Monday 25 October 2021

The Girl in the Woods

Deep in the woods, there lies a secret door. And behind it, nightmares. Real nightmares. 

A girl runs away from a community hidden deep in the woods of Oregon and arrives in the small dying mining town West Pine. Everyone knows where she is from – a cult, from their perspective, that insists on linen clothes, lives without technology, incomprehensible rituals. She is ridiculed until a local helps her, gives her more appropriate clothes, promises her to help her to get to Salem. But then, things become weird: monsters appear, and wreak havoc until the girl – Casey (Stefanie Scott) – reveals herself to have been trained to hunt and banish these creatures. 

The Girl in the Woods is a marvel. At less than thirty minutes per episode and only eight episodes in its first season, it maps out the characters and a whole mythology that could last it for years. Krysten Ritter (Jessica Jones herself) executive produces and directs half the episodes. The three central characters are all teenagers stuck in their own version of hell – Carrie (Stefanie Scott, who looks distractingly like a young Jill Hennessy) most literally inside the cult, but Tasha (Sofia Bryant, I’m Not Okay With This) and especially Nolan (Misha Osherovich, NOS4A2) struggle with the closed-mindedness of their small town, with the fact that their respective families are stuck in a place that is economically dying and experiencing a profound rift between those dependent on the closing mine and those who wish to close it for health and environmental reasons. They are both too different to fit in, Tasha as an artist who tries to reach the outer world with videos, but never gains enough traction to see it as a way out, and Nolan as someone who is in the process of realising their gender identity in a town so dominated by toxic masculinity. There is plenty of violence in West Pine even before the monsters begin appearing, and most of it is directed at Nolan, at their refusal to fit in with the other men in town – there is physical, obvious violence perpetrated by other teenagers, but also a more oblique, subtle violence that they experience from their own father, an inability to conceptualise Nolan who refuses to fit into any tight corset of identity. 

Carrie’s cult, the Disciples of Dawn, are like a more eloquently thought-through version of Buffy’s Watchers. Imagine if the fate of the world was laid on the shoulders of a teenager, who was honed for that task through trials of psychological and physical violence, isolated from the rest of the world and twisted so brutally away from human connection that she would, in the end, betray the girl she loves (Sara, played by Kylie Liya Page) to make her elders happy? Their entire ideology rests on the idea that a devotion to a higher cause overrides any right to freedom and happiness. The cult is led by Hosea (Reed Diamond, Dollhouse), who reveals himself to be more pragmatic than expected when he needs to adjust the ideology to embrace Carrie’s actions, but still makes for a horrifying figure, a father who demands and leads through violence. 

Once she escapes, she finds a world she could have never imagined – one in which individual happiness often shockingly trumps all other concerns (in the end, Tasha’s obsession with posting everything online is what gives Carrie’s location away to those who seek her), but also one in which there is the freedom to express emotions, to make connections that are based on empathy rather than competition and ruthlessness. Carrie learns about this world through her relationship with Tasha and Nolan, through realising what their complex emotions for each other are – early on, Tasha reveals that she likes Nolan, but feels rejected by them, and then Nolan shares with her that they find it hard to approach a relationship with all the baggage of masculinity attached, a label that doesn’t fit them at all, that they abhor without really knowing yet how to escape its demands (it’s one of the most layered conversation I’ve seen about being non-binary on television). Later the same day, at a bonfire party, Tasha asks Carrie to slow-dance with her, something Carrie has never done before – most of her previous physical experiences are with fighting, being asked to beat or be beat up by Sara, in their bids to become the chosen ones – and in an example of misplaced emotions, they end up kissing (one of Tasha’s defining features is her openness, both emotionally and intellectually), which Nolan observes just before they get severely beaten up by the town bully, who resents Nolan’s mine-opposing parents. Later, in a brutal reunion with Sara, Carrie longingly says she wishes that it had been her instead, a proposition that remains impossible and out of reach because Sara is still firmly in the grasp of the cult.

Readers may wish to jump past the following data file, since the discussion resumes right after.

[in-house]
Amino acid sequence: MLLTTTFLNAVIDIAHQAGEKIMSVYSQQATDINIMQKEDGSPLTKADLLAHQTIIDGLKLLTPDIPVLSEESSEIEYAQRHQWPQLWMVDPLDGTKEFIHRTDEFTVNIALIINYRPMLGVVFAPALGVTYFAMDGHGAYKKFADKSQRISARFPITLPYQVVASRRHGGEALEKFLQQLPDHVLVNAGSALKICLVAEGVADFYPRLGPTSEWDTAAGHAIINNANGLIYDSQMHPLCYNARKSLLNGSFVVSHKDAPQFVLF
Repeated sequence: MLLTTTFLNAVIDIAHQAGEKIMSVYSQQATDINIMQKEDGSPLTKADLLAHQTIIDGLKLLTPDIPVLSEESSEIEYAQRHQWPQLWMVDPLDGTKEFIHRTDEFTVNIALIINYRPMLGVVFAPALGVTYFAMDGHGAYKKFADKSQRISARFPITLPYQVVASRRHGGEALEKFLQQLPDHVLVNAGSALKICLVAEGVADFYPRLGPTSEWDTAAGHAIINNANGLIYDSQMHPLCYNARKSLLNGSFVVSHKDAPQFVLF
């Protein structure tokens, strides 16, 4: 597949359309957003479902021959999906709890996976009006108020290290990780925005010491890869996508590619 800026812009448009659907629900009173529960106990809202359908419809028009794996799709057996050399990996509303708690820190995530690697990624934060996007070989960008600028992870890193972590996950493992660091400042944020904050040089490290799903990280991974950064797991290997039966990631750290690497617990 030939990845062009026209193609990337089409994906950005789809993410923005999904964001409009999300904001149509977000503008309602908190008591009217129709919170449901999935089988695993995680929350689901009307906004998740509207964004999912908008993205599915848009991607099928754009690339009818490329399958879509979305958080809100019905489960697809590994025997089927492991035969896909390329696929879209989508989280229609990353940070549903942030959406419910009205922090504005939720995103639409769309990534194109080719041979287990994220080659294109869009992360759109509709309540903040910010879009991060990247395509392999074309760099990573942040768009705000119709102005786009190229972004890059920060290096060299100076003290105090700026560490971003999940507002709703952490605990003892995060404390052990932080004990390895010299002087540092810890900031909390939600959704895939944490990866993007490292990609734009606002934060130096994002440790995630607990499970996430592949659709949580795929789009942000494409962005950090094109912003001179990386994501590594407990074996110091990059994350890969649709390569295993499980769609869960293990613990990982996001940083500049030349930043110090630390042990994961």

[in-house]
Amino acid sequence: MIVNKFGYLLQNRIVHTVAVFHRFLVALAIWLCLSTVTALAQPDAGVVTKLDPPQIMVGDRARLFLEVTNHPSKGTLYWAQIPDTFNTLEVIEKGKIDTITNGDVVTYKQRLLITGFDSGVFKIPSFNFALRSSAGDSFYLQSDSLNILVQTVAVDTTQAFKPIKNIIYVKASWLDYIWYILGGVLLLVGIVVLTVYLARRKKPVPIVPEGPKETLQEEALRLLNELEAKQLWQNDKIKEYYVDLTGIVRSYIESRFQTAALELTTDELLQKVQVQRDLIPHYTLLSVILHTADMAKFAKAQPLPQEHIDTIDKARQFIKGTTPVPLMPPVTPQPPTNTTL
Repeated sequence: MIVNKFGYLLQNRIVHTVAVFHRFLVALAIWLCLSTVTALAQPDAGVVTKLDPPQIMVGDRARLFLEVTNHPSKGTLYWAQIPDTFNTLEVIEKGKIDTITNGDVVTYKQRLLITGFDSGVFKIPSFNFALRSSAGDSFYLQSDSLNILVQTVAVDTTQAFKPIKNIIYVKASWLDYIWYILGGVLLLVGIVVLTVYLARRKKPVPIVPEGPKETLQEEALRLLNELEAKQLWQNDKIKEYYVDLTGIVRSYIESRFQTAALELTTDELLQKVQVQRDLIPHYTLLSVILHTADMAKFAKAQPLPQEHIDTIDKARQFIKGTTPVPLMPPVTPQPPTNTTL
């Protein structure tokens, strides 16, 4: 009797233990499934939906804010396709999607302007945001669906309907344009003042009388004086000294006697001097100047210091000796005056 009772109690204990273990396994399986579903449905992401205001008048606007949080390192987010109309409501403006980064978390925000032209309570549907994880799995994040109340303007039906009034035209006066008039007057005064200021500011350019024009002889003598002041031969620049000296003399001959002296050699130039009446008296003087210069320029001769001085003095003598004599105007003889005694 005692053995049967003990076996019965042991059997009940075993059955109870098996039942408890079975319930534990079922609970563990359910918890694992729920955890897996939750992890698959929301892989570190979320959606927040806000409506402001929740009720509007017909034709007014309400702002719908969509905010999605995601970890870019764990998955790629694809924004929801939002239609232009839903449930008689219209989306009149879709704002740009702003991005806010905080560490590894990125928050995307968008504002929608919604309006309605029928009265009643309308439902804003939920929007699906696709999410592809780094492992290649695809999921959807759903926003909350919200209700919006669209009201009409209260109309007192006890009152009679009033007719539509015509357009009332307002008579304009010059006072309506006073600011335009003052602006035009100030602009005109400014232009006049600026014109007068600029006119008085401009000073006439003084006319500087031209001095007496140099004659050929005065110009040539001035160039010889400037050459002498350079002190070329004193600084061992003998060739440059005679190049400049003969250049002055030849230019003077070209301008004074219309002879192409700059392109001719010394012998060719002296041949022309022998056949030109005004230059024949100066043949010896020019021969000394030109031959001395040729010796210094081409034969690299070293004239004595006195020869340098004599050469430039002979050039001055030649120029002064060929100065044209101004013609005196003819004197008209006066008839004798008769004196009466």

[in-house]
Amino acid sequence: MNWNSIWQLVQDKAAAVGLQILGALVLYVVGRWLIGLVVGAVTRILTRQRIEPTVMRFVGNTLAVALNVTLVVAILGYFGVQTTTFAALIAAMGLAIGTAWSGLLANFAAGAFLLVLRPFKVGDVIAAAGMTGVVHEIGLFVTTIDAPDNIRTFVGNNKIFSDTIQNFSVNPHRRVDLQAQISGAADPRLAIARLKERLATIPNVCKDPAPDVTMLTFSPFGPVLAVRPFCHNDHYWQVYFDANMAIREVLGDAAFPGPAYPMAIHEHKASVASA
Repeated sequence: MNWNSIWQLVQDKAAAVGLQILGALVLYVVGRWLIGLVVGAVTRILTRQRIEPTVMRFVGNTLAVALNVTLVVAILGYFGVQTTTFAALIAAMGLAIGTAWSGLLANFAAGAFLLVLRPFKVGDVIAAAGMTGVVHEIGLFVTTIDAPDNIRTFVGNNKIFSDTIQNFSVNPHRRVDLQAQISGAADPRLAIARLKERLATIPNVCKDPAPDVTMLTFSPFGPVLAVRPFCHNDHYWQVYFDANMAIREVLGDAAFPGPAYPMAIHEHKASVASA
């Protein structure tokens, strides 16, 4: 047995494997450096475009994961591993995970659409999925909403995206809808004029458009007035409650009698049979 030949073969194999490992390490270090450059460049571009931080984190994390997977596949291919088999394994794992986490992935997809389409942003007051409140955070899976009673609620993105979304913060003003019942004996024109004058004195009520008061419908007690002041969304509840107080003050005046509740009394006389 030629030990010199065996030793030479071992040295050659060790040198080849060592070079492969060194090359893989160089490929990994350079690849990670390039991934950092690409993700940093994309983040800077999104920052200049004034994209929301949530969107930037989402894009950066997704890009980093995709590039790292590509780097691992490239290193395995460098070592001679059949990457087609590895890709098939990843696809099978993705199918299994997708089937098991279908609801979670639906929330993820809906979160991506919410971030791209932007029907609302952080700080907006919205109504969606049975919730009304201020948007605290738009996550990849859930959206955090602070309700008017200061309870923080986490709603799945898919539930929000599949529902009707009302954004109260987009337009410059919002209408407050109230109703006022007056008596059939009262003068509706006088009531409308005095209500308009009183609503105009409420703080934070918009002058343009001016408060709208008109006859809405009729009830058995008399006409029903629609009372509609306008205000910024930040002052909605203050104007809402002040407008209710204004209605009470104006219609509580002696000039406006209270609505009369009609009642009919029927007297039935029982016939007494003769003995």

And in the world of The Girl in the Woods, toxic masculinity becomes a literal monstrosity. Asked by their father to just “man up”, to develop a thick skin, instead of holding Nolan’s bullies accountable for their actions or taking any steps to protect his child from further violence, Nolan writes “Be a Man.” On a mirror, only to then transform into an actual monster from a parasite. In this monstrous town, the only response is more violence, and Nolan, no longer themselves, begins tearing the town and its bullies apart. Their friends have to find a way to save both the town and Nolan, and the finale ends in a cliffhanger that I dearly hope will be resolved one day. 

2021-, created by Felicia Ho and J. Casey Modderno, starring Stefanie Scott, Sofia Bryant, Misha Osherovich, Reed Diamond, Will Yun Lee, Kylie Liya Page, Leonard Roberts. 

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